Outdoor hot tubs can soothe tired muscles at day’s end, or you can visit the lodge’s luxury spa for some personal attention. On the main level, a cozy reading room and big game room—pool, foosball, table tennis, anyone?—help keep you entertained during winter’s long nights. Guest rooms have no televisions, underscoring the resort’s emphasis on unplugging and getting out.

On our final day, we left Sun Mountain and traded skis for two wheels. We drove outside Winthrop to try fat tire biking on the groomed trails of Bear Creek Golf Course, (where lunch and snacks are available) in its second year of fat bike operation. Its five miles of trails are part of the 50 or so now available in an expanding fat biking network managed by Bear Creek, Methow Trails, the Methow Fatbike organization, and state recreational groups. The valley’s varied terrain, along with usually reliable snow and grooming expertise, makes it one of the go-to places in the nation to take a winter spin. Fat biking can be a fun cross-training workout when you want to give your ski legs a break. We stuck to the golf course, where renters can choose from a fleet of bright orange bikes. Helmets are recommended. We dressed for a Nordic outing – pedaling warms you quickly – and snow mocs for footwear. On a blue-sky day, we cruised a ribbon of white on freshly groomed trails for about an hour, oversized tires making for a surprisingly soft, smooth ride and a growling crunch on the snow. Next time, I promised myself, we’ll pack a lunch and plan a longer ride. On Methow trails, it feels like you can go forever.


An award-winning menu and cellar of fine wines await visitors to Sun Mountain Lodge.

Sixknot Taphouse has an impressive beer and cider list.

The Schoolhouse Brewery is cozy by winter and has a riverside patio for warmer weather.

For many travelers, no trip to Twisp is complete without a visit to Cinnamon Twisp Bakery.

Wolf Creek Bar and Grill, Sun Mountain Lodge, Winthrop. An accompaniment to the lodge’s celebrated dining room, The Bar goes way beyond bar food. Chef Tyler Krost, who oversees both, makes locally sourced food his priority, from the Snake River Farms/Double R Ranch beef right down to the delicious Reuben sandwich’s sauerkraut from nearby Carlton. His from-scratch kitchen turns out fare that is creative and fun. “I just try to keep things fresh,” Krost says. Try the chips-and-goat-cheese fondue to start – the vegetable chips are the best we’ve ever had and dipped into the creamy-warm cheese makes for a savory appetizer. Sustainably raised steelhead is grilled to a flavorful tenderness, the entrée enhanced by roasted Brussels sprouts and bacon crisps that added a satisfying crunch. The day’s special, lamb stew, was a hearty finish to a day spent playing in snow.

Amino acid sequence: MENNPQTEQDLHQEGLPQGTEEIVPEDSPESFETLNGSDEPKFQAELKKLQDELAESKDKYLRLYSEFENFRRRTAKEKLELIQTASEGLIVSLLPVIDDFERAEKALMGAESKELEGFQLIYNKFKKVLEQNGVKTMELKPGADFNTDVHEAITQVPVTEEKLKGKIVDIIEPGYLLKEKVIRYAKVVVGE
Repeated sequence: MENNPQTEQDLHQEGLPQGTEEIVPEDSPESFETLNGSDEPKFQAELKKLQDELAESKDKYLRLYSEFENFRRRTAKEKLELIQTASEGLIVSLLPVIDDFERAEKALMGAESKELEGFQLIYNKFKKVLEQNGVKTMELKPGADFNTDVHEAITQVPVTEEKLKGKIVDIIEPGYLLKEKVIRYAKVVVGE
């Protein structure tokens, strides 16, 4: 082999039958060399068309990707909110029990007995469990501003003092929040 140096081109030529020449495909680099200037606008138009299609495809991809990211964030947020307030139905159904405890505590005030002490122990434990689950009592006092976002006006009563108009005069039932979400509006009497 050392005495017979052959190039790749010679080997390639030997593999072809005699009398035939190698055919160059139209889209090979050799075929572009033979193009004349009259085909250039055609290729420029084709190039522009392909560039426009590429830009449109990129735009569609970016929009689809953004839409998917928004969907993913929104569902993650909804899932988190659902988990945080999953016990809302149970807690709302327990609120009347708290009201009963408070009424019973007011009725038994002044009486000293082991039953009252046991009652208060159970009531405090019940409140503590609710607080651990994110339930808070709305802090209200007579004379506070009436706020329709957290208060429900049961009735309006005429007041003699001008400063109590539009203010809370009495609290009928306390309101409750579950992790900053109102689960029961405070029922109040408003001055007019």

Sixknot Taphouse, Winthrop. An impressive array of taps includes 13 cider, eight Sixknot’s own cider brand. Try the four-cider flight for sampling. The corn chowder special is aptly named, and sandwiches like chicken salad and classic grilled cheese are worthy cider pairings. For the non-cider drinkers, there are craft beer, wine and kombucha options. 

Old Schoolhouse Brewery, Winthrop. Known for hearty hamburgers and fish and chips. A slab of bread pudding with a mug of Blue Star Coffee are good partners for dessert.

Glover Street Market, Twisp. It’s a market, but also has a breakfast and lunch counter popular with locals. House made mushroom and savory squash soups made for a perfect winter lunch when we visited, or get there earlier for creative breakfast offerings.

Cinnamon Twisp Bakery. Famous for its namesake Cinnamon Twisp, an oversized braided pinwheel of cinnamon roll goodness. Sandwiches are available too and be sure to get some cookies to go.


Besides the hundreds of miles of X-country ski and snowshoe trails in the Methow, the Loup Loup Ski Area is a popular winter destination for downhill skiing.

The ice rink in Winthrop is a great family attraction and will host the Apple Puck hockey tournament in February.

Downtown Twisp features a variety of locally owned shops and diners. Twispworks is home to arts and crafts shops where people come together to collaborate and share in the local arts culture.

Loup Loup Ski Bowl. Visit for alpine skiing, be sure to check for snow conditions. Loup Loup has its own Nordic trails, and a cool sledding “luge” run.

Winthrop Rink, in the middle of town, is an outdoor ice skating and hockey rink with lights for night skating, skate rentals and afternoon discounts.

For shopping, check out Twisp, a small and growing community with a big heart for its artists. Stop in at The Thrifty Fox, an eco-conscious thrift store. Winthrop’s main drag is good for shopping, window or otherwise, with its Old West theme, including raised wooden sidewalks that help with the snow.

Upcoming Events

Saturdays – Guided snowshoe tours (free with trail pass), Sun Mountain Lodge

Jan. 17-20 - 7th Annual Methow Fat Bike Festival

Feb. 1 – Methow Valley Chamber Music Festival Winter Concert, Twisp

Feb. 8 – Ski to the Sun Marathon and Relay, Mazama (start)

Feb. 14 – Valentine’s Day on the Mountain, Sun Mountain Lodge, Winthrop

Feb. 15-16 – Snowshoe Softball tournament, Winthrop

Feb. 22 – Apple Puck hockey tournament (University of Washington, Western Washington University, Washington State University, Gonzaga University), Winthrop Rink

Feb. 22 — Hiplet Ballerinas: Hip-Hop en Pointe

Feb. 28-March 1 – Women’s ski retreat, Sun Mountain Lodge

March 6-8 – Winthrop Balloon Roundup, Winthrop

March 15 – Retro Fools Day costume contest, Loup Loup Ski Bowl